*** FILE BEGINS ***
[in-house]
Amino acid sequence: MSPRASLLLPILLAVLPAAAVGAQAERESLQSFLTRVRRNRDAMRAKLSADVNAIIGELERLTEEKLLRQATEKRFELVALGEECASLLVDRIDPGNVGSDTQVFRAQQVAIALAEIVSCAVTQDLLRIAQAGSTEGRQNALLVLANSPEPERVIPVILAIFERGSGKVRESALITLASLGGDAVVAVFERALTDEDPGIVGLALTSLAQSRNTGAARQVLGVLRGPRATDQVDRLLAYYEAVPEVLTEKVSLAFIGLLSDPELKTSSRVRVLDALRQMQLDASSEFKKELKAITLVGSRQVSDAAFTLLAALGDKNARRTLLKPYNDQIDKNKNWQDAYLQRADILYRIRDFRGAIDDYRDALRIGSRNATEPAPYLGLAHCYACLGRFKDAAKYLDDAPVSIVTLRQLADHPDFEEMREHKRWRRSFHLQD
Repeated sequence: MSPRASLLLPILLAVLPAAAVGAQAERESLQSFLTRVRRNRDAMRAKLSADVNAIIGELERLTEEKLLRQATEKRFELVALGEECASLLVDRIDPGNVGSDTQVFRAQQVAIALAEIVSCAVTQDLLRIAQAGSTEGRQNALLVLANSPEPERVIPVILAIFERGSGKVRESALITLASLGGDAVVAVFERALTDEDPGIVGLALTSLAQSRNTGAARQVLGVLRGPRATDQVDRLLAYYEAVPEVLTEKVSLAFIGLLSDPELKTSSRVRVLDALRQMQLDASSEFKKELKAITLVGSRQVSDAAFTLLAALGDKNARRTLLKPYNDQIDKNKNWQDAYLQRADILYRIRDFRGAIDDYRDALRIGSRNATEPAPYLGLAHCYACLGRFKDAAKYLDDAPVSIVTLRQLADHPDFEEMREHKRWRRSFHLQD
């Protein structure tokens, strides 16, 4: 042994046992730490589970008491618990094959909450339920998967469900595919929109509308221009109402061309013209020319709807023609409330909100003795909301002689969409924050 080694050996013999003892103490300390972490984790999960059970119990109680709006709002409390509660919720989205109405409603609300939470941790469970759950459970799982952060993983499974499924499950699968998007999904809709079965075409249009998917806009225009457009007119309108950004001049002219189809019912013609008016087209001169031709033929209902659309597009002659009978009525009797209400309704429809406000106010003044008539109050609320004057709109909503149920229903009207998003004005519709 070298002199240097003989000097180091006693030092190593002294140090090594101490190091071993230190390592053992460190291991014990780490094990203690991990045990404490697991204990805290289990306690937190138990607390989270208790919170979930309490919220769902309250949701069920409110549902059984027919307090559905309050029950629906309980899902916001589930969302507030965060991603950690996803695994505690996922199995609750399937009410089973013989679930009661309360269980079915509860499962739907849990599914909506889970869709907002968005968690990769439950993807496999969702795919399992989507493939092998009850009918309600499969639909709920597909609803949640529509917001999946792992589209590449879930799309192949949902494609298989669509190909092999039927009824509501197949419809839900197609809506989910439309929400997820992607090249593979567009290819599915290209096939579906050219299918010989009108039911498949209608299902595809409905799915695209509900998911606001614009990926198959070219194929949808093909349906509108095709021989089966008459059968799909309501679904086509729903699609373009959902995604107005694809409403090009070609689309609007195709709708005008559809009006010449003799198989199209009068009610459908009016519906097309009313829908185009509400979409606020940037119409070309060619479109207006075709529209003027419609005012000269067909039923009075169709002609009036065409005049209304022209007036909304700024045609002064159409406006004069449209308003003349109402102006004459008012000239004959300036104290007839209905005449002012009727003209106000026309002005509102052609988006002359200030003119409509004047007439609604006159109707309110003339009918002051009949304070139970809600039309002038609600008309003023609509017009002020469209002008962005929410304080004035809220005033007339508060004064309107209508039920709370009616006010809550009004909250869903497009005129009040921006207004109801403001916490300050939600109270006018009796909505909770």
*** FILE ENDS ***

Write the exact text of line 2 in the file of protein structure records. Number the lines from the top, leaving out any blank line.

Amino acid sequence: MSPRASLLLPILLAVLPAAAVGAQAERESLQSFLTRVRRNRDAMRAKLSADVNAIIGELERLTEEKLLRQATEKRFELVALGEECASLLVDRIDPGNVGSDTQVFRAQQVAIALAEIVSCAVTQDLLRIAQAGSTEGRQNALLVLANSPEPERVIPVILAIFERGSGKVRESALITLASLGGDAVVAVFERALTDEDPGIVGLALTSLAQSRNTGAARQVLGVLRGPRATDQVDRLLAYYEAVPEVLTEKVSLAFIGLLSDPELKTSSRVRVLDALRQMQLDASSEFKKELKAITLVGSRQVSDAAFTLLAALGDKNARRTLLKPYNDQIDKNKNWQDAYLQRADILYRIRDFRGAIDDYRDALRIGSRNATEPAPYLGLAHCYACLGRFKDAAKYLDDAPVSIVTLRQLADHPDFEEMREHKRWRRSFHLQD